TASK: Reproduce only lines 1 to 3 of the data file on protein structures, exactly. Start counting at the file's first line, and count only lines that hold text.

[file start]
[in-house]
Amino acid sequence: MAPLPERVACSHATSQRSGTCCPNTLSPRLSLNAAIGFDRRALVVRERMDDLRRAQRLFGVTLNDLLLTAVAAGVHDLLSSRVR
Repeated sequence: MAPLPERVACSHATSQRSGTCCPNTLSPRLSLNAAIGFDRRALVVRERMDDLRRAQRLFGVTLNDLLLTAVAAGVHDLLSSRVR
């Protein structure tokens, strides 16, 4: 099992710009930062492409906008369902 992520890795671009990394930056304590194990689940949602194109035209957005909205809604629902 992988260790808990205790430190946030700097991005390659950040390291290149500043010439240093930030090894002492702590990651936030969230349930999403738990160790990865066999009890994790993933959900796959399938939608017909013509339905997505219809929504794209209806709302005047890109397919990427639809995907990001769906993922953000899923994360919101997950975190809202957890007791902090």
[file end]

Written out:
[in-house]
Amino acid sequence: MAPLPERVACSHATSQRSGTCCPNTLSPRLSLNAAIGFDRRALVVRERMDDLRRAQRLFGVTLNDLLLTAVAAGVHDLLSSRVR
Repeated sequence: MAPLPERVACSHATSQRSGTCCPNTLSPRLSLNAAIGFDRRALVVRERMDDLRRAQRLFGVTLNDLLLTAVAAGVHDLLSSRVR